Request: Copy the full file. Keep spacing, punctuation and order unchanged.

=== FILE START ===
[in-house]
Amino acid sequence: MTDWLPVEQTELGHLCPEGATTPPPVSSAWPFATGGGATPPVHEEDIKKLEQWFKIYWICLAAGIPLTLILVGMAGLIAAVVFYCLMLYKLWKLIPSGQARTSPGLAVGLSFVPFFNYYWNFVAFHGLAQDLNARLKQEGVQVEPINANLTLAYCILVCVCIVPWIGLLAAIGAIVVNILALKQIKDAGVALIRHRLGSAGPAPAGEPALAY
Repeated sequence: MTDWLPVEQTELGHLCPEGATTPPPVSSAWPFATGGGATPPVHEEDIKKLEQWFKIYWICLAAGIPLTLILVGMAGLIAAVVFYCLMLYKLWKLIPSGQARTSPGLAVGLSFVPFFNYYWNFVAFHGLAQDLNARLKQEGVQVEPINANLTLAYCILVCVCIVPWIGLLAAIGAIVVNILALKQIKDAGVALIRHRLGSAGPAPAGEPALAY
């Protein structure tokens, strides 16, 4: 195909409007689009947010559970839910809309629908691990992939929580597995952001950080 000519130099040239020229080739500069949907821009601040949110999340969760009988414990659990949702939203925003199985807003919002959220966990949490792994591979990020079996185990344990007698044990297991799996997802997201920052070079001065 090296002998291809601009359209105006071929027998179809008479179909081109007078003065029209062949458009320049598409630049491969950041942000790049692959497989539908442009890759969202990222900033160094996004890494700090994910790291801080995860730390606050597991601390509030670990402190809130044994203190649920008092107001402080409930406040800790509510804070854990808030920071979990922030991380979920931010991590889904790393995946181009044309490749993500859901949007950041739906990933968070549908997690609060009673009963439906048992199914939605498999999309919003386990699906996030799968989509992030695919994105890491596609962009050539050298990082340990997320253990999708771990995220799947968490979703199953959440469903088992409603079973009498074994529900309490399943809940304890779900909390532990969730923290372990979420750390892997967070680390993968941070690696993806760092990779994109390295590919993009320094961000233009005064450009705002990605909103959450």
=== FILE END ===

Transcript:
[in-house]
Amino acid sequence: MTDWLPVEQTELGHLCPEGATTPPPVSSAWPFATGGGATPPVHEEDIKKLEQWFKIYWICLAAGIPLTLILVGMAGLIAAVVFYCLMLYKLWKLIPSGQARTSPGLAVGLSFVPFFNYYWNFVAFHGLAQDLNARLKQEGVQVEPINANLTLAYCILVCVCIVPWIGLLAAIGAIVVNILALKQIKDAGVALIRHRLGSAGPAPAGEPALAY
Repeated sequence: MTDWLPVEQTELGHLCPEGATTPPPVSSAWPFATGGGATPPVHEEDIKKLEQWFKIYWICLAAGIPLTLILVGMAGLIAAVVFYCLMLYKLWKLIPSGQARTSPGLAVGLSFVPFFNYYWNFVAFHGLAQDLNARLKQEGVQVEPINANLTLAYCILVCVCIVPWIGLLAAIGAIVVNILALKQIKDAGVALIRHRLGSAGPAPAGEPALAY
């Protein structure tokens, strides 16, 4: 195909409007689009947010559970839910809309629908691990992939929580597995952001950080 000519130099040239020229080739500069949907821009601040949110999340969760009988414990659990949702939203925003199985807003919002959220966990949490792994591979990020079996185990344990007698044990297991799996997802997201920052070079001065 090296002998291809601009359209105006071929027998179809008479179909081109007078003065029209062949458009320049598409630049491969950041942000790049692959497989539908442009890759969202990222900033160094996004890494700090994910790291801080995860730390606050597991601390509030670990402190809130044994203190649920008092107001402080409930406040800790509510804070854990808030920071979990922030991380979920931010991590889904790393995946181009044309490749993500859901949007950041739906990933968070549908997690609060009673009963439906048992199914939605498999999309919003386990699906996030799968989509992030695919994105890491596609962009050539050298990082340990997320253990999708771990995220799947968490979703199953959440469903088992409603079973009498074994529900309490399943809940304890779900909390532990969730923290372990979420750390892997967070680390993968941070690696993806760092990779994109390295590919993009320094961000233009005064450009705002990605909103959450």